You think burial is about finalizing what’s died. But burial is beginning: To grow anything, you must first dig a grave for its seed. Be ready to name what’s born.
Generational history, fabrications, mythology and wildly imaginative tales entertain the readers of Bestiary until its ‘tail’ end. It’s nothing out of the ordinary for the characters here to pour salt on festering wounds of their elders, like Ba (Agong) – whose memory is nothing but snakes. Fleeing their homeland, learning the strange new customs of the Western world, remembering rivers that swallowed young men during war and leaving behind firstborn children to birth new ones… this is the cage, the past that the Taiwanese women carry in this family.
With Ma (Ama) searching for the gold (their future, security) Ba ‘misplaced’ along with his mind, their daughters are digging holes in the earth searching. This is the freedom they first learn on new shores. It’s a strange inheritance, a pit of loss, a collision of cultures. They cannot outrun their buried shadows, as we follow three generations of women. They know too well how to scratch the earth, much like chickens, trying to make a living.
Now a mother with her own family, Ma lives in a city far enough away from Ama and Agong that she is close enough for their needs and yet comforted by the distance. With a main lander husband, more disappointment than good fortune, she waits for his checks to pay their rent while their son and daughter dig into the earth, waiting to see what it will give birth to. Feeding their heads with fantastical tales like that of Hu Gu Po (a tiger spirit that longs to be human, attained only by feasting on the toes of children) is it any shock that Daughter wakes up with a Tiger’s tail herself? Her own mother’s price were her toes, stubs now. When father lets them down, is away with the kites, Duck Uncle steps in, but nothing good can last. In Daughter, hungers rise that must be named and fed. It is beside her friend Ben “the one who’d come halfway through the year and could spit a watermelon seed so fair it skipped the sea and planted in another country” exploring each other’s blossoming bodies, that her tiger heart soars. Ben whom she shows the holes in their backyard to. Ben is a willing captive, befriending the wild beast she is becoming.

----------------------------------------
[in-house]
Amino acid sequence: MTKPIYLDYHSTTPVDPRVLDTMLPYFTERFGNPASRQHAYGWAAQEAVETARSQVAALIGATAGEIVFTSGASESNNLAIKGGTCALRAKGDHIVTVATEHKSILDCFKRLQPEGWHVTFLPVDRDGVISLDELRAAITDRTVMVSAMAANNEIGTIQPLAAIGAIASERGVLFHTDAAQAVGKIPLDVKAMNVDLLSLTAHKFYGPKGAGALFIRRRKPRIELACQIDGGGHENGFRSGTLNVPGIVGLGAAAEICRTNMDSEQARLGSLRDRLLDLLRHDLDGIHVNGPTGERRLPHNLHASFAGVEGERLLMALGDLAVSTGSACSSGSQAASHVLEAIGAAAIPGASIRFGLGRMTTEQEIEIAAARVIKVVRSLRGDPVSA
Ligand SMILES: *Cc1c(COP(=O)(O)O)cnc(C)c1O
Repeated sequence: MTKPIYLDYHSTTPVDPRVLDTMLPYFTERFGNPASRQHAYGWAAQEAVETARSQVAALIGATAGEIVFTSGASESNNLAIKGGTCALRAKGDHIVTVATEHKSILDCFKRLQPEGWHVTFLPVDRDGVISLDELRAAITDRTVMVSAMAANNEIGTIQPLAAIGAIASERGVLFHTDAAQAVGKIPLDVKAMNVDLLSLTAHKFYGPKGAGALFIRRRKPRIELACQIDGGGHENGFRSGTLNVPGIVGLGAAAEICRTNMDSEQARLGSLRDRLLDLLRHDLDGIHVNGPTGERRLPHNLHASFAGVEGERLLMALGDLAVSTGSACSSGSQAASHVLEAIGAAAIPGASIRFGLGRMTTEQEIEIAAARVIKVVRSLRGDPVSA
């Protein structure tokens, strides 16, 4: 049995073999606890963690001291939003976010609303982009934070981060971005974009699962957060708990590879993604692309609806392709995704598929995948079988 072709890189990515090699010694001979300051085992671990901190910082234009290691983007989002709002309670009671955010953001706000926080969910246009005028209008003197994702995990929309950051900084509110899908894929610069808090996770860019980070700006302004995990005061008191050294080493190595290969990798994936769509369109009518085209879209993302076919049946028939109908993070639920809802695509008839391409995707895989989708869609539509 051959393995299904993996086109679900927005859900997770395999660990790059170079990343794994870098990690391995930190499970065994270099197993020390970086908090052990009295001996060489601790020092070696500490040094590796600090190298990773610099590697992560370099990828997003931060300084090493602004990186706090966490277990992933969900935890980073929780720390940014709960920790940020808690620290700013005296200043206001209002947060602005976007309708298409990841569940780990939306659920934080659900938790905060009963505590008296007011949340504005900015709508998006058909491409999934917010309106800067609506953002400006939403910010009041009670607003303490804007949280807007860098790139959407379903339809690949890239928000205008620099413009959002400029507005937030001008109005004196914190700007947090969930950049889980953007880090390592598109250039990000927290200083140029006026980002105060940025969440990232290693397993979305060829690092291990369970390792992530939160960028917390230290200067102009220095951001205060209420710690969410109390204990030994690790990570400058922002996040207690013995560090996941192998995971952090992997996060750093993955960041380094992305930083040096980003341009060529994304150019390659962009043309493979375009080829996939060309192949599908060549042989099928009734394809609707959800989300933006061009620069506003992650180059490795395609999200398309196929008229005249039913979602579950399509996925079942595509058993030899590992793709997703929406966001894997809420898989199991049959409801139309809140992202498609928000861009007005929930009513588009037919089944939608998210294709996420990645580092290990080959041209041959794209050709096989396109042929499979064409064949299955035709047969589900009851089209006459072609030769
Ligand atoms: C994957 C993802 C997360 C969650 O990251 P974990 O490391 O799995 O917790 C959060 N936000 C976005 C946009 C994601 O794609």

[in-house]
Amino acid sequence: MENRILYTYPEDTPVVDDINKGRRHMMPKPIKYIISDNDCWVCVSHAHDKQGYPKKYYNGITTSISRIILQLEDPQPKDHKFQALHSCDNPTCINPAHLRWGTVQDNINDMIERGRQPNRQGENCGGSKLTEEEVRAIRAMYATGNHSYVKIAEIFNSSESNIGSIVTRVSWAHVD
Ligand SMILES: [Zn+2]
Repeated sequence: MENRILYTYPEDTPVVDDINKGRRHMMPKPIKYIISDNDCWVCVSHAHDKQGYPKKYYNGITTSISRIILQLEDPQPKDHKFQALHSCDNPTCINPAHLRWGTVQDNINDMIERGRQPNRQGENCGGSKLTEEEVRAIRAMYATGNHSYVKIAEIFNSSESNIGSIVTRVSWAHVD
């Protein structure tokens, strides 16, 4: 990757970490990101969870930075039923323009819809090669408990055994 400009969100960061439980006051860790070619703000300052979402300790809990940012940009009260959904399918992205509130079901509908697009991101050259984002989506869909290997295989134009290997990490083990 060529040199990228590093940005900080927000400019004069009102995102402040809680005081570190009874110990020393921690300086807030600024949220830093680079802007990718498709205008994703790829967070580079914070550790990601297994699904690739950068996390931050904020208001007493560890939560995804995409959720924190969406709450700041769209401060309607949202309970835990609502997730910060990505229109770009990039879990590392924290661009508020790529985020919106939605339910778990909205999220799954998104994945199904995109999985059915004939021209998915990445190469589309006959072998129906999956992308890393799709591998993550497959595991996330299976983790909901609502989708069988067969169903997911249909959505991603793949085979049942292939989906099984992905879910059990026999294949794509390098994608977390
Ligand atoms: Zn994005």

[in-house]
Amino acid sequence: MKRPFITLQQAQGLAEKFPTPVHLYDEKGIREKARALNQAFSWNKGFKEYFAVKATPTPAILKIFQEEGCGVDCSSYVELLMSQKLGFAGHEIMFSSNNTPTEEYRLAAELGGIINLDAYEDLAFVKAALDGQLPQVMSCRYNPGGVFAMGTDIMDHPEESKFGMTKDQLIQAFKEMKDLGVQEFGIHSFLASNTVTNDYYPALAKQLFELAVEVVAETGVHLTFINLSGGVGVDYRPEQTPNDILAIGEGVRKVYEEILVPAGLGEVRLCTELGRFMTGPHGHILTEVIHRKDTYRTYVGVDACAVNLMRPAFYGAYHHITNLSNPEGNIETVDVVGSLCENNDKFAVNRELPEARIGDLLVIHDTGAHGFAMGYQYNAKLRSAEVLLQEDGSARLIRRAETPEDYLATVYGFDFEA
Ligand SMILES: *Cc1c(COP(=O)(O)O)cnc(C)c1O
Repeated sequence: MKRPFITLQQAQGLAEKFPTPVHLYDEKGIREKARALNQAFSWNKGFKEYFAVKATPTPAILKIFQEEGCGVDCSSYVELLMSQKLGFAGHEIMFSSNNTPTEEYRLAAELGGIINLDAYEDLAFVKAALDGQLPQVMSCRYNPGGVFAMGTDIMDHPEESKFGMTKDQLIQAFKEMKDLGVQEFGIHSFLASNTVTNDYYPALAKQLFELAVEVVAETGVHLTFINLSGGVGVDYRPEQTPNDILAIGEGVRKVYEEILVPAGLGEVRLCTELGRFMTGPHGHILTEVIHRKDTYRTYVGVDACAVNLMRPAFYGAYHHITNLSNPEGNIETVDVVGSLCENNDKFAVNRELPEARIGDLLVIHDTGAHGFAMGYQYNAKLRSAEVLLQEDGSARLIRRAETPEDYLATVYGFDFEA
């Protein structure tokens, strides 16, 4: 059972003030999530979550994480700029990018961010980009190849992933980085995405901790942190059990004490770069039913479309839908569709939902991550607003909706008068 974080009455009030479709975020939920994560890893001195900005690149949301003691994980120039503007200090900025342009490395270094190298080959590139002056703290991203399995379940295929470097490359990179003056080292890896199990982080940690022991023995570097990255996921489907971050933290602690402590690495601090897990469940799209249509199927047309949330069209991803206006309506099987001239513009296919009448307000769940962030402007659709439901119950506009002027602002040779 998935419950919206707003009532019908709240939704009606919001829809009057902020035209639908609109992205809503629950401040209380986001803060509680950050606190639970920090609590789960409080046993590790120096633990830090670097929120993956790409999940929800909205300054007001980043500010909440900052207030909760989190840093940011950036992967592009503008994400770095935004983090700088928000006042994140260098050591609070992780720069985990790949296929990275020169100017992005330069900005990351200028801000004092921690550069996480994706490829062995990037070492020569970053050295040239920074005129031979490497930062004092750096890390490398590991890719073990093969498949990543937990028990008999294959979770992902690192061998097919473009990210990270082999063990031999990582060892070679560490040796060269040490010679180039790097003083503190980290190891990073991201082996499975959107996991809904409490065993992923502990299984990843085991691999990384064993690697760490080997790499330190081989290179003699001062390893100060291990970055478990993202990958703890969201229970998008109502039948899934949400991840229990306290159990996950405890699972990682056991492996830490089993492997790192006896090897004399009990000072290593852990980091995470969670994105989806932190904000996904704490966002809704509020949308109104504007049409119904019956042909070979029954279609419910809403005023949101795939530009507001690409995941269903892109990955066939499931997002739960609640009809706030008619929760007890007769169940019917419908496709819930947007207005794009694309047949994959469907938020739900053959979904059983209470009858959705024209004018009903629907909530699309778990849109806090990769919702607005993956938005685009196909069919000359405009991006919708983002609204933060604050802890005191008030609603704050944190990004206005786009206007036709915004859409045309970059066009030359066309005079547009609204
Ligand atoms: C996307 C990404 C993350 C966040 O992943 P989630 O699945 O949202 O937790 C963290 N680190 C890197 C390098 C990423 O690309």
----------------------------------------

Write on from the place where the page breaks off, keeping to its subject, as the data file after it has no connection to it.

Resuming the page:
The stories are meant to save the daughters by serving as warnings but in the end Ama, Mother and Daughter are the same story, looking only for a cure, ‘which is to survive’. Survive the snakes in the river, the soldiers, lies, ghosts, the dead and anything that lives off a woman’s body. Then there are Alma’s mysterious letters, a bit like riddles, written to her eldest child first, as if she’s a corpse. A daughter whose father was imprisoned, accused of being a ‘red father’, the reason that the entire family must avoid shoelaces, like a curse.
Ama’s daughters have been made unclean by holy hands, they are born laughing, tying knots or meant for America- a strange type of afterlife. Husbands and men seem to be ‘synonymous with the missing’, either through imprisonment, abandonment or buried by their own scrambled minds. Ama’s husbands, soldiers always, aren’t the true fighters, it is Ama- the only country Agong ever needed. Ama’s warnings to her grandchild about keeping ginger root between her knees to ‘ward off boys’ isn’t so much corruption as security. Ama knows the truth of why Daughter digs holes in her yard, these instincts are in the marrow of her family’s bones.
Ma’s stories may not be as full of soldiers as Ama’s but there are always wars and struggles, living with her sister Jie, Ba and Ama in Arkansas until debts could be paid. Then to California, it’s cleaning houses, factories, fires and her beloved sister Jie fleeing the main story. With her tail twitching mean, Daughter longs to understand what her mother is trying to tell her, what Ama’s letters explain, better to return them to the holes in the ground. Did Ama feed her daughters to the river? Is she trying to kill off Agong? Can Ama ever be forgiven? Is fluency really about forgetting? Is the price of having a body really hunger? Is it wrong, the hunger Daughter feels for Ben? What are they digging for? Truth, treasure, memories? Can you dig too deep?
A beguiling, bizarre novel about family history as folktale- an engaging, unique debut!
Publication Date: September 8, 2020